“It’s been a very organic process,” says Ham, a few days after the catwalk event. She and project assistant Merina Sunuwar are sitting on the consulate’s gallery floor, sorting out labels and videos for the show’s opening. Sunuwar, whose grandfather was a Gurkha and who came to Hong Kong from Nepal in 2004 when she was nine, is wearing a sweatshirt that proclaims No Limits To Dream. In 2013, when she went to HKU to study social work, she was, she believes, one of two Hong Kong Nepalese students at the university.
In a corner of the room is a black-and-white striped bag in which Malicsi transported all 15 costumes the previous day, space efficiency being one of the advantages of sustainable couture. They are now being worn by 15 pallid mannequins, but their labels provide unexpected insights into aspects of Filipino life. One, for a coffee-sachet dress, notes that this caffeinated drink with mushroom (Baracco Con Agaricus) is “very popular among the Filipino community as a claimed cancer preventative”. It is made by a networking (i.e. direct-selling) company in the Philippines called Classique Herbs. One or two sachets a day are good enough to improve your overall health, its website states.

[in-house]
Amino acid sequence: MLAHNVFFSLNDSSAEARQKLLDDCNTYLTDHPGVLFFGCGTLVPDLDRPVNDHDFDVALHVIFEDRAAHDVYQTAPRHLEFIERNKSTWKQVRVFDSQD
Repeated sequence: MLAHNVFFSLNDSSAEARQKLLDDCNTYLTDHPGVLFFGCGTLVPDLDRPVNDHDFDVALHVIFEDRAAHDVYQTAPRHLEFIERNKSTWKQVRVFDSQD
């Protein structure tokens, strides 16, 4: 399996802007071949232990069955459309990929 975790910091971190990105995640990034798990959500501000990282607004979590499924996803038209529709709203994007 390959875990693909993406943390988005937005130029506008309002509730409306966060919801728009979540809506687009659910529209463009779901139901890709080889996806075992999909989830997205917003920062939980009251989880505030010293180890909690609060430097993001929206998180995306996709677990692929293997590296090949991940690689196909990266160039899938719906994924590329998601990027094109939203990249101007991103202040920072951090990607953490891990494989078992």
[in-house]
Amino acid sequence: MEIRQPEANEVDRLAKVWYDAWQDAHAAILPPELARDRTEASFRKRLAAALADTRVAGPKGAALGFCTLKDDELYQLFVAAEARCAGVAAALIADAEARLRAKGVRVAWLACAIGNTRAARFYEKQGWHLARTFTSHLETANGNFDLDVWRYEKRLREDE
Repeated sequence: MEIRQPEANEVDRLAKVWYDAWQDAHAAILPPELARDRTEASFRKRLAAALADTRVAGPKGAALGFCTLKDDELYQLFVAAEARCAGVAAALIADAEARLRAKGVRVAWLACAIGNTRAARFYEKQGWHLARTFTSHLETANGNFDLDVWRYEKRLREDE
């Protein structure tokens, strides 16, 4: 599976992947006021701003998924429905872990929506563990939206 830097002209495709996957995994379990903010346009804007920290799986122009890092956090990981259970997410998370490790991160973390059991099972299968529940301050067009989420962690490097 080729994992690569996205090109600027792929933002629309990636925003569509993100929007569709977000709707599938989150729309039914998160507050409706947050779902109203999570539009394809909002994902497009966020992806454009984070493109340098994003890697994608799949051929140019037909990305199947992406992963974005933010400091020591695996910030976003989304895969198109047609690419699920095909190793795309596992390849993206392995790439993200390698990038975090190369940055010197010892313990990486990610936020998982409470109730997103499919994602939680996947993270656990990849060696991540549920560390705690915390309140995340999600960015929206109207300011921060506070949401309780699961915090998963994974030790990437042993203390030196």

Other labels explain the gowns’ provenance. One has been created from plastic bags discarded by hawkers who sell goods to Filipinos on Sundays, another from the bubble wrap that protected a set of speakers bought by Malicsi’s employer, and one from several rice sacks and about 500 drinking straws culled from HKU’s canteens during its Ditch Disposable campaign.